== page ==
» I understand the desire for a bright line in the matter of free speech, but I have to say, I think I agree with Justice Alito's dissent in the Westboro case. Particularly since, as the Justice notes, picketing the funeral was "central to respondents' well-practiced strategy for attracting public attention". Brutalizing innocent victims in order to promote your own cause is surely something more like advertising than self-expression.
For what it's worth, I agree with his dissent in the crush video case, too.
/ (1) Comments / [ 03.02.11 ]
» For years I've puzzled at finding coconut oil in my health food store - isn't it the very worst for your health of all the oils? But as it turns out, it's only partially hydrogenated coconut oil that should be considered poison. New research shows that saturated fat may not be as bad for you as was previously thought. And delicious coconut oil - at least in small amounts - is good food.
/ (1) Comments / [ 03.04.11 ]
» The fountain of youth (again): Exercise.
[ 03.07.11 ]
» Oh wow these are beautiful. Black history/sociology charts hand-drawn in 1900 by W.E.B. Du Bois's students.
[ 03.09.11 ]
» The Abuse of Private Manning. It's real, it's true, and it's shameful. (via w.o/l)
[ 03.16.11 ]
» George Orwell: In Defence of English Cooking.
It is commonly said, even by the English themselves, that English cooking is the worst in the world. It is supposed to be not merely incompetent, but also imitative, and I even read quite recently, in a book by a French writer, the remark: 'The best English cooking is, of course, simply French cooking.'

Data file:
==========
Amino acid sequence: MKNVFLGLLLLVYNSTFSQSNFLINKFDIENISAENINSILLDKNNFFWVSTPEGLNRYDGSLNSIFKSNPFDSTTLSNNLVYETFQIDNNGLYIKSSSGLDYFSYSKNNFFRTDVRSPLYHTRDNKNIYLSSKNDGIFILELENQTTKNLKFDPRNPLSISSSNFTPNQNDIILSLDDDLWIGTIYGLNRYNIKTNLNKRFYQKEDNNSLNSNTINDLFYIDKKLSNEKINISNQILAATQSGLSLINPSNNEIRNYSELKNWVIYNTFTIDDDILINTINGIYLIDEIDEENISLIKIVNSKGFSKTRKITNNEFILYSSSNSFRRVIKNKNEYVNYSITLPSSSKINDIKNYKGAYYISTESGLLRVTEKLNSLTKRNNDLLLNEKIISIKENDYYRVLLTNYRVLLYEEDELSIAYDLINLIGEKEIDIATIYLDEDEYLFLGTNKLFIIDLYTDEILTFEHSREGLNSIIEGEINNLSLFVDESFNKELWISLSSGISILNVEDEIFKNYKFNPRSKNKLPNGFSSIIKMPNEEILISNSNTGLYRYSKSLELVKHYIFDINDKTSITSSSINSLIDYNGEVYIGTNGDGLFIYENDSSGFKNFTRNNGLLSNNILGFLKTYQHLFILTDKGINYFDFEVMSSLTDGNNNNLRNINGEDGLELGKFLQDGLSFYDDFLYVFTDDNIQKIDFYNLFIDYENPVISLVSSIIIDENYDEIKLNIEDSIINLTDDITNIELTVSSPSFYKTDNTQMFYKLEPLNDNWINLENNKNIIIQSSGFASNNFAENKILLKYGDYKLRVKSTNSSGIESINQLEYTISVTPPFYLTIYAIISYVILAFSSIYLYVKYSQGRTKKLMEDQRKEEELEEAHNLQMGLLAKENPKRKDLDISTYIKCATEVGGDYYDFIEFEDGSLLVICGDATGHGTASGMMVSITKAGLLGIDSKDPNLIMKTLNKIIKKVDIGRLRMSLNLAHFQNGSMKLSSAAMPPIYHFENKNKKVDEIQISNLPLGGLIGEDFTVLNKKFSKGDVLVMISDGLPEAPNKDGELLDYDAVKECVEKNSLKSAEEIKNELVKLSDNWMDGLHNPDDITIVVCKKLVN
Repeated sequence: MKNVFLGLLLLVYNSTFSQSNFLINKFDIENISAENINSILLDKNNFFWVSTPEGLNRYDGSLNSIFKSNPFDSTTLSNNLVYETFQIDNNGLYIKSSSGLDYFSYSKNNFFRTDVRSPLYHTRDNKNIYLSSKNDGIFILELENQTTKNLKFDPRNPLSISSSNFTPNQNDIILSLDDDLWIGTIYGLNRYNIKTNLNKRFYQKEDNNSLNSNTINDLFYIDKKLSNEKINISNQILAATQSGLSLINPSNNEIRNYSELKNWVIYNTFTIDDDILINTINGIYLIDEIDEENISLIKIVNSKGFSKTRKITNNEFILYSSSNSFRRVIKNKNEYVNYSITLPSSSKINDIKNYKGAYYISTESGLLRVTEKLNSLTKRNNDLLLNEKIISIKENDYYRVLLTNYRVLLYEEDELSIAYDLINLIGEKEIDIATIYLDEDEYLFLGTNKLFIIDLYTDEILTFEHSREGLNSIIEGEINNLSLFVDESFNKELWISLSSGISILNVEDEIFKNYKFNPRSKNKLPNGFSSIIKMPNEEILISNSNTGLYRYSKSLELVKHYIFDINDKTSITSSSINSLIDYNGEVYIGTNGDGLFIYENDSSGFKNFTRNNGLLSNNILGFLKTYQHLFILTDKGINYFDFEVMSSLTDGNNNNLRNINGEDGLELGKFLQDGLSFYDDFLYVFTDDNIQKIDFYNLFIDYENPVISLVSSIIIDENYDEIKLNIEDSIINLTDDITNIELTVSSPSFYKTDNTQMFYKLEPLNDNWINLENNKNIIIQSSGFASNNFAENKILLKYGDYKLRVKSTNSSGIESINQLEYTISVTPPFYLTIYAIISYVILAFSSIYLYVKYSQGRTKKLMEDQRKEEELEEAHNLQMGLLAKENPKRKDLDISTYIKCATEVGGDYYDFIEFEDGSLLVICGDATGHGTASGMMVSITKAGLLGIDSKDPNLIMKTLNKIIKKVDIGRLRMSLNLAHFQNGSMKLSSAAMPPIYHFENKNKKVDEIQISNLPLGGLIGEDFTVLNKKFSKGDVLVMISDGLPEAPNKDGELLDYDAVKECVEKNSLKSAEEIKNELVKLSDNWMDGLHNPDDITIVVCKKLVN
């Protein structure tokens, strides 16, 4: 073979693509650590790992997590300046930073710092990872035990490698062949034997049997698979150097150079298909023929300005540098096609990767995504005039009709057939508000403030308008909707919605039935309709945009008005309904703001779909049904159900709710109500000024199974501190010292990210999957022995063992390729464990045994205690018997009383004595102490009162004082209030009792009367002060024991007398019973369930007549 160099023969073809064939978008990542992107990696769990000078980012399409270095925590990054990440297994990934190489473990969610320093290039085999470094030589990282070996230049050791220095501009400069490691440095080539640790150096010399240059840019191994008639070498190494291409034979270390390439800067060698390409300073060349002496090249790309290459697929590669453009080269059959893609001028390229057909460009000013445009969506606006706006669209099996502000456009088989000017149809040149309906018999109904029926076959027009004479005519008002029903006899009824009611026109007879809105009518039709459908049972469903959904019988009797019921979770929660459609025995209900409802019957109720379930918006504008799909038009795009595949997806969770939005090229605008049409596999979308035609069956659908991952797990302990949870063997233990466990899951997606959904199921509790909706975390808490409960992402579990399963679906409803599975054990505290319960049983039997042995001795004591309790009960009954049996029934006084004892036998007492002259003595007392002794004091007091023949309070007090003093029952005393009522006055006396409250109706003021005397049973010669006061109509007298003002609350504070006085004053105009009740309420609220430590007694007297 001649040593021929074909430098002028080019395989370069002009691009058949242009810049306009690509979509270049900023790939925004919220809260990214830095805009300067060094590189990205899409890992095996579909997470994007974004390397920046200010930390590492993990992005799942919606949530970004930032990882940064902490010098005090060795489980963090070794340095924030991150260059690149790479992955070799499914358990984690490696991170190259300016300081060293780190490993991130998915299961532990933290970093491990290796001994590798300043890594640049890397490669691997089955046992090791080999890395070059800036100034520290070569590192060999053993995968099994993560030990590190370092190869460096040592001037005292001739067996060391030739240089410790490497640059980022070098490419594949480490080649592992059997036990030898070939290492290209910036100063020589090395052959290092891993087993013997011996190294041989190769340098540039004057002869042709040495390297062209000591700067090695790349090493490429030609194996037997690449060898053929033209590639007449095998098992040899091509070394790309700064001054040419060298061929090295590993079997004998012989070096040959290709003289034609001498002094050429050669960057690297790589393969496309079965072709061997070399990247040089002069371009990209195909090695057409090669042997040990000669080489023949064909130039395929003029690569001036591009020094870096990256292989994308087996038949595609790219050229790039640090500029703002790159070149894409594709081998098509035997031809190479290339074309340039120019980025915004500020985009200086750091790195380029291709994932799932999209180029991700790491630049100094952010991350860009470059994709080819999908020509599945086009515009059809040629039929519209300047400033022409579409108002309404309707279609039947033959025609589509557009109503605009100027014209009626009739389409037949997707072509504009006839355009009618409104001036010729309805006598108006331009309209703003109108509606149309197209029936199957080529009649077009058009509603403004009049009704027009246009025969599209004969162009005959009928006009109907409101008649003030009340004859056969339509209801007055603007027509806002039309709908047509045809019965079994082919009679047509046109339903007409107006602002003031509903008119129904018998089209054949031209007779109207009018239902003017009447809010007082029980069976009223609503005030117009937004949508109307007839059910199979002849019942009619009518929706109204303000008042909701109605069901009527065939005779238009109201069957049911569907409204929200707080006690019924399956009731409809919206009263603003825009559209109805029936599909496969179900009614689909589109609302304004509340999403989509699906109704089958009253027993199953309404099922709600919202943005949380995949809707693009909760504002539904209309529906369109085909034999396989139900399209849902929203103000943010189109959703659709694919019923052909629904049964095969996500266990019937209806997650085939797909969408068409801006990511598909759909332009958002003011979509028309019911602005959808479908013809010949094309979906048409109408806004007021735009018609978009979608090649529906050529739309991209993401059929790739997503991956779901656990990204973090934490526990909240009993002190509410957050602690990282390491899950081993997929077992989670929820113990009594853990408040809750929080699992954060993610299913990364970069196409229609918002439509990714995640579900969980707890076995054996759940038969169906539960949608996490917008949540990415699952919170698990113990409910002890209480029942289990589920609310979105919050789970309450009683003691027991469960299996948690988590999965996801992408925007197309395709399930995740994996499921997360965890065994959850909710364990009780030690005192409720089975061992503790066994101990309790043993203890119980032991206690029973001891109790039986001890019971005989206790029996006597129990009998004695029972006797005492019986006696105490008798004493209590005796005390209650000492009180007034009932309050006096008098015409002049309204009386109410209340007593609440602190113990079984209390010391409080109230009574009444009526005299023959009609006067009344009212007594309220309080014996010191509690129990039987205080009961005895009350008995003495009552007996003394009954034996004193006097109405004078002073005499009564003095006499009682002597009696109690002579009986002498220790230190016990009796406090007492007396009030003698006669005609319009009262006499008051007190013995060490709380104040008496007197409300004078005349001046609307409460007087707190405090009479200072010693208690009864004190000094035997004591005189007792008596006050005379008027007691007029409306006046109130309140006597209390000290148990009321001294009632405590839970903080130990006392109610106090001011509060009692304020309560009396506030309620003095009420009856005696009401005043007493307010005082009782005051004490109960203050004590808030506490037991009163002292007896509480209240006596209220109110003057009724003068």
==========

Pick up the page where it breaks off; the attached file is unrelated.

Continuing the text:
Now that is simply not true.
/ (2) Comments / [ 03.30.11 ]
» Twitter reminds me of this 2006 post, which I linked at the time: On Morality, written by an ethicist in an attempt to provide a primer on moral thinking for those liberals who might be squeamish about making moral judgements.
There is a straightforward moral case to be made not just against the current crop of Republican politicians, but also, I think, for liberal values. But as long as we cede moral language to conservatives, we will not be able to make this case effectively. Nor will we be able to speak to the legitimate fears of people who (correctly) think that morality is extremely important, who are worried that it's under seige, and who (mistakenly) suppose that only conservatives are willing to speak up for them, or that defending morality involves an obsession with preventing gay marriage, or something like that. [...]
We all perform actions. And whether or not we reflect on the kinds of actions we think we should perform ... we will end up performing some actions and not others, living in accordance with certain principles, and developing a particular character. It will be true of one person that she ruthlessly pursues her own interests; of another that she drifts along, allowing her actions to be determined by the preferences of those around her; of another that she tries to preserve her image of herself as 'virtuous' only as long as it is not too inconvenient to do so; and of another that she tries to respond to others with generosity and honesty and respect, even when this is difficult. [...]
This being the case, it makes sense to try to figure out which principles we think should try to live by and which sorts of persons we think we should try to be.
[ 03.31.11 ]